I've been on the T4 beta thread - I made a debug lib that brings out faults for T_3.x's with sketch #include - then broke it trying to share it on T4 before USB worked like it does now - and left it at that given the T4 wasn't faulting for anyone.

    Also confusing that with 3 posts on this thread you are now up to #5 - always tough to guess the 'audience'

  8. #8
    Senior Member+ defragster's Avatar
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    We cross posted … see my note about post count … hard to get a baseline on who is typing … also what user sees that isn't apparent ...

    … also as noted there was a recent TD 1.45 or so update to boot time setup though not sure it should have affected T_3.2 cores …

    Seems to be T_3.6 specific change ...
    Version 1.46
    Support for Arduino 1.8.9
    Improve startup behavior on Teensy 3.6 with external slowly rising power

  9. #9
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    Quote Originally Posted by stg View Post
    no other Teensy have ever behaved this way - which clearly indicates a single unit problem.
    The PCB it was assembled onto is very simple: the Teensy, an LDO, an RS-485 tranceiver and a few SPOX jacks - not much worth mentioning.
    However, it has already been potted for harsh environments - hence the difficulty in replacing the Teensy.
    So you don't have physical access to it?
    Sounds like a soldering defect. Sometimes this can be assessed by keeping the board pushed down with the thumb: if it works better (boots more often), there it is.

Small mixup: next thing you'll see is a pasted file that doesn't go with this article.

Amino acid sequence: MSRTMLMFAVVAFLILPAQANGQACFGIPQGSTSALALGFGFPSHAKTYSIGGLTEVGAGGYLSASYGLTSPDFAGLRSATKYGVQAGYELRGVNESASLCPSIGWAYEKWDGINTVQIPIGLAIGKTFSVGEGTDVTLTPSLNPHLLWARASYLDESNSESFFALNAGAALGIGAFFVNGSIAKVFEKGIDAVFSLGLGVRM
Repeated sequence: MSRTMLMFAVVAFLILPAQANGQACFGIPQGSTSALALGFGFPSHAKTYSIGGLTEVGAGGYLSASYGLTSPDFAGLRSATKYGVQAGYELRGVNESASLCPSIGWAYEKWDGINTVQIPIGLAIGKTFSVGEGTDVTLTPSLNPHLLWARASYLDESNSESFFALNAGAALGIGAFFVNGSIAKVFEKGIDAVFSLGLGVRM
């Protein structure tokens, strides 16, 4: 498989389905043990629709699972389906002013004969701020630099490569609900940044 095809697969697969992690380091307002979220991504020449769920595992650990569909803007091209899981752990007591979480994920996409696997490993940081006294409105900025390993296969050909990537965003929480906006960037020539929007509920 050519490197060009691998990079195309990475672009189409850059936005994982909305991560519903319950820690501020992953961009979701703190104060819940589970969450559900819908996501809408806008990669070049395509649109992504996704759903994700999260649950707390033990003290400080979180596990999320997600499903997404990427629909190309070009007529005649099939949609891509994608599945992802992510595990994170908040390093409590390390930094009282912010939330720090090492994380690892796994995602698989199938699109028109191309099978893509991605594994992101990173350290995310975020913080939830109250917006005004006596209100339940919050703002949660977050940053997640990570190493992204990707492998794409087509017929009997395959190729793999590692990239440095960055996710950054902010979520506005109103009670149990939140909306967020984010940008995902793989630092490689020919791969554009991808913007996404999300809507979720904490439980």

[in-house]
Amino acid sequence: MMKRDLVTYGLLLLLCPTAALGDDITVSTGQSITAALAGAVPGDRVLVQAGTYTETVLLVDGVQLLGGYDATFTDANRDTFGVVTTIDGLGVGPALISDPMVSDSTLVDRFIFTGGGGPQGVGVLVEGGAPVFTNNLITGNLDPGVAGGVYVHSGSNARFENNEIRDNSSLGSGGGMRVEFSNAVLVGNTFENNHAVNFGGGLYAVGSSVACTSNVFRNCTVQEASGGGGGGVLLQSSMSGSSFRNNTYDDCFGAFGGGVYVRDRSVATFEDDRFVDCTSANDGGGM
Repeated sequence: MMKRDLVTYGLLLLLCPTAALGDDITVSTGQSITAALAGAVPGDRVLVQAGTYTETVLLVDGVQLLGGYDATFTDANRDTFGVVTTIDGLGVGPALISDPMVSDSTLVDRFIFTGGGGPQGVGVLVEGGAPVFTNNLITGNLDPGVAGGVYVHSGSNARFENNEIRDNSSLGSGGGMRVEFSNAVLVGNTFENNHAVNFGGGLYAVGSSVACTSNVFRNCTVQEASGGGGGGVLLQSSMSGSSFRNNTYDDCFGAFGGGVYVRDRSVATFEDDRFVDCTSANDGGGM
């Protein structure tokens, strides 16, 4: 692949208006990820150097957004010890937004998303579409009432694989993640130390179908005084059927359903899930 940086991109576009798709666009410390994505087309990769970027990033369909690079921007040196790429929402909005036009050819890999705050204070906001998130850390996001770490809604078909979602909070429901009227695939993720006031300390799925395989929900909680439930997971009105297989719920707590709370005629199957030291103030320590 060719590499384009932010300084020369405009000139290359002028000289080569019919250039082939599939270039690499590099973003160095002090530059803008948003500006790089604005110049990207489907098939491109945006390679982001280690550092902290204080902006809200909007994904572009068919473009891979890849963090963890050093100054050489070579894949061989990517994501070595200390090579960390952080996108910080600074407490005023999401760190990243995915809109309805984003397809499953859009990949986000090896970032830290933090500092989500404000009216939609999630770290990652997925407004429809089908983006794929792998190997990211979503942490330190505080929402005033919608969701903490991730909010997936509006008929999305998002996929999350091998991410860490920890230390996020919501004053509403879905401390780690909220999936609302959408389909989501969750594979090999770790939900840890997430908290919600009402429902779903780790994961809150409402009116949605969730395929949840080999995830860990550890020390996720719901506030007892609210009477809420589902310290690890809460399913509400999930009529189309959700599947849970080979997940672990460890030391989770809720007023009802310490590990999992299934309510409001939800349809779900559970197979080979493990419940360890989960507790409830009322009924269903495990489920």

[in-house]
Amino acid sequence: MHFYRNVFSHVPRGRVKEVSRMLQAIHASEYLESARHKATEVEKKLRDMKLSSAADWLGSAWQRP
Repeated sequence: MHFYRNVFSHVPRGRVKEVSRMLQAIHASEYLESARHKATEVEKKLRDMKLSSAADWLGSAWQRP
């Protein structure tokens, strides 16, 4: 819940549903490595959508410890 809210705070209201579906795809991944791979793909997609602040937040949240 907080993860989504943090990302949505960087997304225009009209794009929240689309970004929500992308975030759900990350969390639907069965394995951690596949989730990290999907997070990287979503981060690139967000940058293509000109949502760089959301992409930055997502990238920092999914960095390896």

10. #10
    Senior Member PaulStoffregen's Avatar
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    This is very likely an *extremely* slow power supply start up issue.

    Quote Originally Posted by stg View Post
    The processor does indeed boot up, but at the following line (compiling with -O0 of course)...

    mk20dx128.c 752: if (!(RTC_CR & RTC_CR_OSCE)) {

    ...the processor hard-faults (ending up in fault_isr).

    The location is perfectly consistent, but only happens on cool boot and even then - not always.
    First, check which version of Teensyduino you're using. Click Help > About in Arduino, or Arduino > About if using Macintosh.

    The startup code was changed in 1.46 to allow more time for lower power rise. So if you have 1.45, upgrade and maybe everything will be magically fixed.

    As far as I know, this problem has only been experienced by people using Teensy 3.6, which is able to boot up much faster starting with a lower power supply voltage. But it's theoretically possible to happen with Teensy 3.2 also, if you have a very abnormally slow voltage rise when your power turns on. To understand the problem, Teensy starts running as the voltage rises past about 1.7V. Since VBAT is powered through a schottky diode, it is approx 0.4V "behind" the main 3.3V power as the voltage rises. If your power supply voltage rises up *very* slowly, it's possible the RTC init could be attempted before VBAT has enough voltage for the RTC to operate, causing a fault condition.

    Again, Teensyduino 1.46 restructured the startup code to do the RTC init much later. You didn't mention which version of the software you're using, which I guess is understandable since you're convinced this is a hardware malfunction. But my guess is you've probably got an older version with the RTC init fairly early. Check it and update to 1.46, which I'm guessing will solve this issue for you.